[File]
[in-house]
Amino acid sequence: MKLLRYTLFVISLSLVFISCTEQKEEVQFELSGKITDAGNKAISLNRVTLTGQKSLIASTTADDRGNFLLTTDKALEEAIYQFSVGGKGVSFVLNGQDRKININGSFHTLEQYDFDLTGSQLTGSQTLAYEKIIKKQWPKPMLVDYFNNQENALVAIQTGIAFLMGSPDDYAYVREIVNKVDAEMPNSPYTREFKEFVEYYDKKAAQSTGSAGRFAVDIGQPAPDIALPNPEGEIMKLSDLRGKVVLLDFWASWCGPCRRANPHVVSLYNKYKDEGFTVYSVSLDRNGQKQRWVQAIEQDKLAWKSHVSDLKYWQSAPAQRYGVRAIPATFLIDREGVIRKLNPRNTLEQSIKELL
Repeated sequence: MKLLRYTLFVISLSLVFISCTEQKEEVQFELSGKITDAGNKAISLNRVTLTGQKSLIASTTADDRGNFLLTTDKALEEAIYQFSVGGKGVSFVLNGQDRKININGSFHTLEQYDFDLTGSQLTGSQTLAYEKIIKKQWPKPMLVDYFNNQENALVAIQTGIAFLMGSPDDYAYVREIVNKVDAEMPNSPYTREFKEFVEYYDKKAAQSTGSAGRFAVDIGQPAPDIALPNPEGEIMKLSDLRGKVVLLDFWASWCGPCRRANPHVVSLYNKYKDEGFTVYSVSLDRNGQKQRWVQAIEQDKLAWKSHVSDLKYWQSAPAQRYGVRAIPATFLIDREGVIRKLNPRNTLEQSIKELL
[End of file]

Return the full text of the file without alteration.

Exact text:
[in-house]
Amino acid sequence: MKLLRYTLFVISLSLVFISCTEQKEEVQFELSGKITDAGNKAISLNRVTLTGQKSLIASTTADDRGNFLLTTDKALEEAIYQFSVGGKGVSFVLNGQDRKININGSFHTLEQYDFDLTGSQLTGSQTLAYEKIIKKQWPKPMLVDYFNNQENALVAIQTGIAFLMGSPDDYAYVREIVNKVDAEMPNSPYTREFKEFVEYYDKKAAQSTGSAGRFAVDIGQPAPDIALPNPEGEIMKLSDLRGKVVLLDFWASWCGPCRRANPHVVSLYNKYKDEGFTVYSVSLDRNGQKQRWVQAIEQDKLAWKSHVSDLKYWQSAPAQRYGVRAIPATFLIDREGVIRKLNPRNTLEQSIKELL
Repeated sequence: MKLLRYTLFVISLSLVFISCTEQKEEVQFELSGKITDAGNKAISLNRVTLTGQKSLIASTTADDRGNFLLTTDKALEEAIYQFSVGGKGVSFVLNGQDRKININGSFHTLEQYDFDLTGSQLTGSQTLAYEKIIKKQWPKPMLVDYFNNQENALVAIQTGIAFLMGSPDDYAYVREIVNKVDAEMPNSPYTREFKEFVEYYDKKAAQSTGSAGRFAVDIGQPAPDIALPNPEGEIMKLSDLRGKVVLLDFWASWCGPCRRANPHVVSLYNKYKDEGFTVYSVSLDRNGQKQRWVQAIEQDKLAWKSHVSDLKYWQSAPAQRYGVRAIPATFLIDREGVIRKLNPRNTLEQSIKELL